UPDATE: German Football Association’s Logo Currently Does Not Violate German Law
Kegler Brown Global Business News October 30, 2014
I previously discussed the dilemma that the German Football Association (Deutscher Fussballbund or DFB) is due to a potential trademark violation of its well-known eagle logo. The regional court in Munich issued a decision on August 7, 2014 and sided with the DFB, finding that Real violated the DFB’s trademark by selling fan accessories with an obviously similar eagle symbol. Even though the court backed the DFB’s position in this instance, the controversy is long from over as the court did not make a determination of whether or not the DFB had the right to register the eagle logo as a trademark in the first place.
According to German trademark law (§ 8 Abs. 2 Nr. 6Markengesetz) it is prohibited to monopolize national symbols for financial gain. According to Real, the German trademark office should not have granted the DFB’s initial application since the eagle logo too closely resembles the one found on Germany'sfederal coat of arms. Real has already petitioned to the German trademark office to revoke the rights to the eagle logo, however, until a decision is reached and the trademark is in fact revoked, the court has to rely on the existing (valid) trademark registration and the apparent determination by the trademark office that there is no resemblance of the DFB eagle and Germany’s federal coat of arms symbol.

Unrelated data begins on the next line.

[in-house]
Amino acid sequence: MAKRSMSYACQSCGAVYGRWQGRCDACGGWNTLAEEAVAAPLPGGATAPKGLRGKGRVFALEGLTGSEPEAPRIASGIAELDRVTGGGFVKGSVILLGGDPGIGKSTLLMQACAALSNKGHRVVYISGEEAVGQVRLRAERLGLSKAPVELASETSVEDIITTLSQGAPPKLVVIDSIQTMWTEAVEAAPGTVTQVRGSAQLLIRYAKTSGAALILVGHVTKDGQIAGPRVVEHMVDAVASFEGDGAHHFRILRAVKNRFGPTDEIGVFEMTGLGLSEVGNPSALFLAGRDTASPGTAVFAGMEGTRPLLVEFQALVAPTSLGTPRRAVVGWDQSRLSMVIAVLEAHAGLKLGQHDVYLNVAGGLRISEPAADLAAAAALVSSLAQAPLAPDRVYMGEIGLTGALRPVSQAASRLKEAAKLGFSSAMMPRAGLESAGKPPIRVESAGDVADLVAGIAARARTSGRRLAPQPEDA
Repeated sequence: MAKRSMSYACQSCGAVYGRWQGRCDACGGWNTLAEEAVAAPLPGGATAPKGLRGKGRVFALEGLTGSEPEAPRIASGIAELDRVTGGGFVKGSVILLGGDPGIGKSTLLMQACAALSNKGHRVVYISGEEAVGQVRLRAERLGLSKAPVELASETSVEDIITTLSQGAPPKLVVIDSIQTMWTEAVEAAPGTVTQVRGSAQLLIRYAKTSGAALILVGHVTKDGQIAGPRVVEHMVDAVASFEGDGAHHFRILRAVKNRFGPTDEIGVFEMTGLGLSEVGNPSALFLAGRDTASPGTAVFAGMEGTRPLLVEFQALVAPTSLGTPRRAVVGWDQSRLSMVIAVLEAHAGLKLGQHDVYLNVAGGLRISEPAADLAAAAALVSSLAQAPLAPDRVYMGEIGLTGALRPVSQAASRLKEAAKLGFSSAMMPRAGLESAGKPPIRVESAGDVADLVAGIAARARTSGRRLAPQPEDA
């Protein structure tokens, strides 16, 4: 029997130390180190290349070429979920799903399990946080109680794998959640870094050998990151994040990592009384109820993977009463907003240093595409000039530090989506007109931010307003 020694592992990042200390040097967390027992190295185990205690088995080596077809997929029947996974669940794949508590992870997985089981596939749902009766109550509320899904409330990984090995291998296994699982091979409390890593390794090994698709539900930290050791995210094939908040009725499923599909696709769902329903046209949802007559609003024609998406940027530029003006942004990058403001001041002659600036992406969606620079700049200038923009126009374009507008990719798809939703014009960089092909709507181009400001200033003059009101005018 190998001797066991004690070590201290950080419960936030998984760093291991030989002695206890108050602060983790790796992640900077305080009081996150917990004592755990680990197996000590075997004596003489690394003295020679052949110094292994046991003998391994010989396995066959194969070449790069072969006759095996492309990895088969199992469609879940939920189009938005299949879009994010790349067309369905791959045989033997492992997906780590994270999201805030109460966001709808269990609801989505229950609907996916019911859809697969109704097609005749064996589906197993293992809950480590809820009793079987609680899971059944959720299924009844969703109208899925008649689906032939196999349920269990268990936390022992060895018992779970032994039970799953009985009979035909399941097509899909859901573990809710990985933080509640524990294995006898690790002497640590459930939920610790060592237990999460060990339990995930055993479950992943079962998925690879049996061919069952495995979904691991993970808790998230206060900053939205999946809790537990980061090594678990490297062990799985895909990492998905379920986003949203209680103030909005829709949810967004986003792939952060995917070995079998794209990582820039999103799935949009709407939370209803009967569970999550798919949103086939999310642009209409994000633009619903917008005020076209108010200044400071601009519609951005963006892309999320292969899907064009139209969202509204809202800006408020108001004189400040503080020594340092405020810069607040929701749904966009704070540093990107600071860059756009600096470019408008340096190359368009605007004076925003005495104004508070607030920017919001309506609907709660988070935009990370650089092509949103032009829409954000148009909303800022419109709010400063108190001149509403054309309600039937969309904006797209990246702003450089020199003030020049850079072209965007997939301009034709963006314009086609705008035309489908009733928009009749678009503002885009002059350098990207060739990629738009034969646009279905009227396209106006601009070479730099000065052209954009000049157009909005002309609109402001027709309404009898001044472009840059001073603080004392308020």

Even though this dispute does not have a direct impact on most businesses, it is an example of why it is important to properly protect your trademarks and other intellectual property (IP) rights. This does not only apply for large companies but also for smaller and mid-sized enterprises in the U.S. as well as in the global market. In general, IP owners can lose sales due to IP infringements, suffer damages to their brands and goodwill, and lose revenue through missed licensing and product sale opportunities. It is therefore very important to consult with experienced counsel, and weigh the pros and cons (usually the cost of registration) of registering the trademark or IP in the markets where you are transacting business and your IP is exposed before accessing the desired market.